Furious opponents of plans to double the size of electricity pylons through the Cairngorms National Park yesterday branded the Scottish Executive’s latest consultation exercise undemocratic.
Park residents hoping to contribute to a preliminary local debate ahead of a full public inquiry into Scottish and Southern Energy’s proposals for the Beauly-Denny power line will have to travel at least 70 miles to a 2pm weekday meeting – in Perth.
Senior councillors including the Highland planning chairman have joined angry residents in condemning the choice of venue and timing of the event.
The executive defended it, saying it had tried to identify a venue “suitable for all parties”.
Its special inquiry reporters unit has announced plans for four such meetings next month along the route of the power line.
But the debate concerning SSE’s plans for pylons through the park and the Perth and Kinross Council area will be at Perth Concert Hall.
Badenoch councillor Gregor Rimell, a Highland Council representative on the Cairngorms Park board, said: “This is a stupid decision and undemocratic. It’s 70 miles, for example, from Newtonmore to Perth. It’s at two o’clock in the afternoon, so attendance would be minimal.
“The inquiry is making it difficult for this area to have its voice heard. Only people with the means, health and free time could attend Perth, so it would be a non representative group.”
He continued: “The arrangement doesn’t put the inquiry in a good light because people will have the suspicion that the inquiry doesn’t really want to listen to them.”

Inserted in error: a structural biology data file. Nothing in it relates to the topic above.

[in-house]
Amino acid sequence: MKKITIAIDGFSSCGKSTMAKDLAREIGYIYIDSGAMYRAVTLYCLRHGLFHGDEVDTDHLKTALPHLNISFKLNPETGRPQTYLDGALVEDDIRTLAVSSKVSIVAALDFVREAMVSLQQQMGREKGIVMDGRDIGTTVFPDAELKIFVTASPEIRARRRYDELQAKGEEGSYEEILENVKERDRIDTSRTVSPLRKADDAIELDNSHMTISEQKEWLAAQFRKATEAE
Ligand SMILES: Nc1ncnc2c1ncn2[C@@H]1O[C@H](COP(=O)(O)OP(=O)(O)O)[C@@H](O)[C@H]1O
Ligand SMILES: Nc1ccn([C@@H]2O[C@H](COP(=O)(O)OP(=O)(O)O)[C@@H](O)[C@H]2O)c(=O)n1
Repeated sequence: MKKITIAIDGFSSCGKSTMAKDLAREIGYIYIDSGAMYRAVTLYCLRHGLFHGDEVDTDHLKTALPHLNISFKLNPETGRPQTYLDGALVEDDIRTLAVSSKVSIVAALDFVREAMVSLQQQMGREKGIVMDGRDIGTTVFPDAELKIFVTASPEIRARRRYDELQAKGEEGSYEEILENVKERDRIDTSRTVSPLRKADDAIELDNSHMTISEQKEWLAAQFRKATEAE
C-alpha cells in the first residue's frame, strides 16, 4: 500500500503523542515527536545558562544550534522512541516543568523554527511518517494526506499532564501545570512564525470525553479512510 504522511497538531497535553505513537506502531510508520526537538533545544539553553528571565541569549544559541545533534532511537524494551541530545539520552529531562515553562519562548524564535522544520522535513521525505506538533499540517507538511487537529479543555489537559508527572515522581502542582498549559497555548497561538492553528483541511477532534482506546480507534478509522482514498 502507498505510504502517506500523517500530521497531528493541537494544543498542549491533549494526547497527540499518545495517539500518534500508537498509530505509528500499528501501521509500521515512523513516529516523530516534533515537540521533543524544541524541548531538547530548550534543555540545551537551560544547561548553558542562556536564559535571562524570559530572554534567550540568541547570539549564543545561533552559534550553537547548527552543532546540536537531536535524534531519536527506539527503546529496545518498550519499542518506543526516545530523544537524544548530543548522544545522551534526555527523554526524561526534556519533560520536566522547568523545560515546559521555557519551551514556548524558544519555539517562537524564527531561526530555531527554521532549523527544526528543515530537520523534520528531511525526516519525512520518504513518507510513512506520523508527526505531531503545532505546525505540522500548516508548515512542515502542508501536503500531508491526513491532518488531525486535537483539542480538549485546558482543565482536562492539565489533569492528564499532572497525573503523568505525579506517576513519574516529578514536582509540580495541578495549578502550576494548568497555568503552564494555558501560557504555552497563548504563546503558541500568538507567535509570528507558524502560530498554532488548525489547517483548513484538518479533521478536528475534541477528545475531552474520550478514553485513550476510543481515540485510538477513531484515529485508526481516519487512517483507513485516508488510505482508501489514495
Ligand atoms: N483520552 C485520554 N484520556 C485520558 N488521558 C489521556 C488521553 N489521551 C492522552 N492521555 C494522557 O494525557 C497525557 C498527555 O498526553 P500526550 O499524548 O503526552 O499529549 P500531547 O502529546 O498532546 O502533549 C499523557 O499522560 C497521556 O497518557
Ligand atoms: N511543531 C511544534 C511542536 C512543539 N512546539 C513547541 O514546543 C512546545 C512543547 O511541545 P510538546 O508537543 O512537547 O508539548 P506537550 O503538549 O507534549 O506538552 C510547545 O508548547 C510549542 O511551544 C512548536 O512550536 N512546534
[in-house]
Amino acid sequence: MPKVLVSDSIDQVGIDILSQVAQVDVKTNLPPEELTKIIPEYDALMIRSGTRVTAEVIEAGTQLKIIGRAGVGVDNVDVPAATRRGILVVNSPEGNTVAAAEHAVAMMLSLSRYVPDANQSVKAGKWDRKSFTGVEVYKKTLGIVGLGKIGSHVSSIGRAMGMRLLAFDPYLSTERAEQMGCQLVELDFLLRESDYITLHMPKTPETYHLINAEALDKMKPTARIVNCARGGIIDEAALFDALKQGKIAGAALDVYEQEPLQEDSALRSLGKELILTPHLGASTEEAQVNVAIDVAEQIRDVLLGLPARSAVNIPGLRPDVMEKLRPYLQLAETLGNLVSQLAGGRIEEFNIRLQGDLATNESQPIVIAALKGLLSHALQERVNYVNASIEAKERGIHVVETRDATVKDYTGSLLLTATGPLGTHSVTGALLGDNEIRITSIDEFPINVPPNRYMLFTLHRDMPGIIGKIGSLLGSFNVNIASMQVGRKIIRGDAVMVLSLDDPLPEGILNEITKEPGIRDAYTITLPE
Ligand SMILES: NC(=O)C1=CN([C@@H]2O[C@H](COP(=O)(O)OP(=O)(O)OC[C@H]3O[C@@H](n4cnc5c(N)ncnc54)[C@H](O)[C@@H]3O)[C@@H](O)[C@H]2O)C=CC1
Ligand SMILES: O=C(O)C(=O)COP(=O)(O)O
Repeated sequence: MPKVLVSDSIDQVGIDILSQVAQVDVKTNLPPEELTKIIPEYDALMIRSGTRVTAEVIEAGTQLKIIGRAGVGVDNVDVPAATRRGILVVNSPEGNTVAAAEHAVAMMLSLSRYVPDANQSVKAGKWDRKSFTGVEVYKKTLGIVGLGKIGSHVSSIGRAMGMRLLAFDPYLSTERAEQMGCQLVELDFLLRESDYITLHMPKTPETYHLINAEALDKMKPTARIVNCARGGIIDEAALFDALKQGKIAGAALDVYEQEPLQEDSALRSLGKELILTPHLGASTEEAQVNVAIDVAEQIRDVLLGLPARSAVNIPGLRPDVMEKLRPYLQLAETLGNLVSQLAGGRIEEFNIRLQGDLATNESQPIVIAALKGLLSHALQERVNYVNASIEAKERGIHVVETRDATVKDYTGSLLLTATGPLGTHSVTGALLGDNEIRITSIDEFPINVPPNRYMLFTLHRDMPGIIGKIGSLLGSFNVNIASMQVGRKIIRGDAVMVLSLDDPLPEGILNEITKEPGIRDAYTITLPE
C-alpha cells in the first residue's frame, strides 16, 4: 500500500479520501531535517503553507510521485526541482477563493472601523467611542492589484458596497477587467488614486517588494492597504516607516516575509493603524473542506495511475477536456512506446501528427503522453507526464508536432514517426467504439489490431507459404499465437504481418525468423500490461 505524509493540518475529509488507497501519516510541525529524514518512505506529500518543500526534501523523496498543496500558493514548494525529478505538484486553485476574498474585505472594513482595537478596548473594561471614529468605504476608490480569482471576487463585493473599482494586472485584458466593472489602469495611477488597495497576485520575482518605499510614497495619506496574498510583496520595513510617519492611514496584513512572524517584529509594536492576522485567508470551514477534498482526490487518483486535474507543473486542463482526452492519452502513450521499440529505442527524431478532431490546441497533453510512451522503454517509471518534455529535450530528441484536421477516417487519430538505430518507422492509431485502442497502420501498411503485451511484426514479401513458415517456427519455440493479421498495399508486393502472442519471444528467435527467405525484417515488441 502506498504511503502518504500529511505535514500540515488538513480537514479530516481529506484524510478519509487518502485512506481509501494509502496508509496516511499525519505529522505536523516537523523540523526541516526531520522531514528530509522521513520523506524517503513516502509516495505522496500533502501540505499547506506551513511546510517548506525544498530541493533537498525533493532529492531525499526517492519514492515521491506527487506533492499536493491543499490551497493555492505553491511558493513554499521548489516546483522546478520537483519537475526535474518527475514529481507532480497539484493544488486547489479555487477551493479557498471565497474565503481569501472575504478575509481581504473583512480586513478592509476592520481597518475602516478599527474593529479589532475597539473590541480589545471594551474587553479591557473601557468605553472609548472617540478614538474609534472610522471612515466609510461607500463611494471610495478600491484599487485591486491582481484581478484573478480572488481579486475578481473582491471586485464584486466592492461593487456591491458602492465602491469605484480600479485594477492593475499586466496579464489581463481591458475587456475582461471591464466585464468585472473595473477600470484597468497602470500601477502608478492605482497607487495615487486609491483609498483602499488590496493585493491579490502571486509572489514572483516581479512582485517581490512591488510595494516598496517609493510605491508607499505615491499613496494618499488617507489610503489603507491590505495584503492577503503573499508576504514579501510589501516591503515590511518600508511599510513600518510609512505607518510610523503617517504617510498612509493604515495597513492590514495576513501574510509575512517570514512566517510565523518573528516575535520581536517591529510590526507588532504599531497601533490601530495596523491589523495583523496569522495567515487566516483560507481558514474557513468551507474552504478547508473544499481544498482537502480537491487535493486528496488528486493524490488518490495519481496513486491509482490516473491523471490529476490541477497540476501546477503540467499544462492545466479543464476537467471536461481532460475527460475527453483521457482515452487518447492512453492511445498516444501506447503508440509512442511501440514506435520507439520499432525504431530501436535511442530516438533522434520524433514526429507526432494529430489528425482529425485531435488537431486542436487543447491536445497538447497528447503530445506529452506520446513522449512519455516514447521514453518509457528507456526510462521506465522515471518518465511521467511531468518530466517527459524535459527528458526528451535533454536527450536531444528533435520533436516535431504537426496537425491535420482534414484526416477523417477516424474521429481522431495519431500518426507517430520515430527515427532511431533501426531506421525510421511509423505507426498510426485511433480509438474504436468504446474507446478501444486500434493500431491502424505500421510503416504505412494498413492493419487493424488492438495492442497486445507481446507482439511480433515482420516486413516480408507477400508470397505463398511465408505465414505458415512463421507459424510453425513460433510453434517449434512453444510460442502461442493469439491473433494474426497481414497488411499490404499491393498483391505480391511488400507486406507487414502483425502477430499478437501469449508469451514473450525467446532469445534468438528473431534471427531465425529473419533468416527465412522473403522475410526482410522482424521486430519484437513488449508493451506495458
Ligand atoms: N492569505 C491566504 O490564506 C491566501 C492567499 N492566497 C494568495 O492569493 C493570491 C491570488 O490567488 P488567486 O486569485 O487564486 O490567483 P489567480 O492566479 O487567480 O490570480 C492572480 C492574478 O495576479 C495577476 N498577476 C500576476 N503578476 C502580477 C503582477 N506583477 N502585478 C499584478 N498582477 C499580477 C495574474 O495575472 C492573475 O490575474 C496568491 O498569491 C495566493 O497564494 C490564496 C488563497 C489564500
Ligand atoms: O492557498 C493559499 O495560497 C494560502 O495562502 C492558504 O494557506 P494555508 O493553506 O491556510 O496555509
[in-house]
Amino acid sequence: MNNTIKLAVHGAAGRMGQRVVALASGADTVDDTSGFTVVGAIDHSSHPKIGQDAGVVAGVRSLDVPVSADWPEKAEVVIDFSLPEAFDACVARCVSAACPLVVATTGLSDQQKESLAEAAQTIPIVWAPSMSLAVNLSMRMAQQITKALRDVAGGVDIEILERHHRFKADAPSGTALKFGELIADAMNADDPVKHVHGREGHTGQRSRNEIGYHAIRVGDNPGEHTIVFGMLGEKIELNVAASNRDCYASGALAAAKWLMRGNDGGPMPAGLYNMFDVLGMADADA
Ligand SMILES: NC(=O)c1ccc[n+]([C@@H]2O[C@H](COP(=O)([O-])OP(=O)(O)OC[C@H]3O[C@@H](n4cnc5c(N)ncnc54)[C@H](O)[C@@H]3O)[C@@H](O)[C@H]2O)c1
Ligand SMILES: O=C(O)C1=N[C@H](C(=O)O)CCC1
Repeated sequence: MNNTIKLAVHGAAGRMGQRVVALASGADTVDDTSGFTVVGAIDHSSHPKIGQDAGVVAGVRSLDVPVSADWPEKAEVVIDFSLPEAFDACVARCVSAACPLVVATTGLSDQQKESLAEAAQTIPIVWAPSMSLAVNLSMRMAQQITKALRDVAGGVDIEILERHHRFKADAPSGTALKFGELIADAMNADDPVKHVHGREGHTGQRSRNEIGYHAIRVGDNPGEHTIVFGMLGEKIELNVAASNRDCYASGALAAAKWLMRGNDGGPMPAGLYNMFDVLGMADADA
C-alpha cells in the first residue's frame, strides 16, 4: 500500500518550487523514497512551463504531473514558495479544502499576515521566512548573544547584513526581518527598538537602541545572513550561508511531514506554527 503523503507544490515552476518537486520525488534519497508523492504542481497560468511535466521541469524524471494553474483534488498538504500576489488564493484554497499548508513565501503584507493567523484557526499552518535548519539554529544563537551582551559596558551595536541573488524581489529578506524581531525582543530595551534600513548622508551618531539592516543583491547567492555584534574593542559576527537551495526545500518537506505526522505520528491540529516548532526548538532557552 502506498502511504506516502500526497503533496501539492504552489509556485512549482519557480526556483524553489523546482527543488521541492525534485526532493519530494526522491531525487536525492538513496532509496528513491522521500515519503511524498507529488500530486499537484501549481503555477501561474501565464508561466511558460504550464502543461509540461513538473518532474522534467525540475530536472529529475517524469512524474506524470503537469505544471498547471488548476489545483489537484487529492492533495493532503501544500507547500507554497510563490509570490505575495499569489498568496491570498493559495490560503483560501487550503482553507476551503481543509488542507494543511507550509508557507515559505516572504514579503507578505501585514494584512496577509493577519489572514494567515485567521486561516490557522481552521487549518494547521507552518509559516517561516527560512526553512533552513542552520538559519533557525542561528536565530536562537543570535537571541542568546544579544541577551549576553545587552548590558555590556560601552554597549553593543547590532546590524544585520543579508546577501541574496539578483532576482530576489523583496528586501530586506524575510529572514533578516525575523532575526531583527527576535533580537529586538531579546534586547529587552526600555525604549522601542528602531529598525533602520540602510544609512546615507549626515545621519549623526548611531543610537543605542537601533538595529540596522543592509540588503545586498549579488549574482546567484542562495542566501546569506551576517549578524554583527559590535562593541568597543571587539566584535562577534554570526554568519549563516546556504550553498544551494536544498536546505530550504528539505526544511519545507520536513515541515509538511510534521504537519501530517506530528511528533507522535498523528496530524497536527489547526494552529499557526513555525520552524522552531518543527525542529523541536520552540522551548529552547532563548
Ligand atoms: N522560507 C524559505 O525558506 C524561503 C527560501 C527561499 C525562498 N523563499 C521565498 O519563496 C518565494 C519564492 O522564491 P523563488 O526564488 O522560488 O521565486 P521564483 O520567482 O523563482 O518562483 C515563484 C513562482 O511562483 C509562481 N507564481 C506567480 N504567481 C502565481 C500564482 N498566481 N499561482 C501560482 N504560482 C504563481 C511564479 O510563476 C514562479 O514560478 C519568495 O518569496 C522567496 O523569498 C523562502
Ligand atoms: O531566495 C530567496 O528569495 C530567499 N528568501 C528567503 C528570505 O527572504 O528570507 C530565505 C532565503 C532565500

Mr Rimell said he had written to the chief reporter in charge of the team organising the wider public inquiry, but had been pre-warned by planning bosses at both the park and the council that the organisers were unlikely to change the venue because 17,000 letters of invitation had already been sent out.
Highland planning chairman and deputy park planning chief Sandy Park agreed, saying: “It doesn’t seem to be very sensible. You’d have thought Aviemore, even Inverness, would have been more central than having to travel to Perth. The most controversial stretches of the line are coming through the park, along with the Cannich areas.”
Roy Tylden-Wright of Cairngorms Revolt Against Pylons said: “It’s the same old story. The agencies involved, who are getting paid both their wages and their mileage really don’t care about these day-time gatherings at whatever distance, whereas working people have a real problem and lose money every time we have to attend.
“It is clumsy and unsympathetic. Ultimately, this kind of process is undemocratic because the effect is that the access is given over to those who can afford it. It means the number of people able to make representation will be diminished, there is no question about that.”
A spokeswoman for the park said the park authority had not been involved in organising the meeting but would have a representative at the Perth gathering.
A spokesman for the executive said: “We have tried as far as possible given the constraints of holding such large meetings, to identify venues that are suitable and practicable for all parties.”
He added that the 2pm start would “allow parties to travel to and from these meetings in social hours.”
The first of the series of pre inquiry meetings, addressing the scope and structure of the inquiry, will be in the Aviemore Centre on October 3. The Drumossie Hotel in Inverness will host a debate on October 12 covering the stretch of line from Beauly to the park boundary and Stirling will have its own meeting on October 31.
By Iain Ramage
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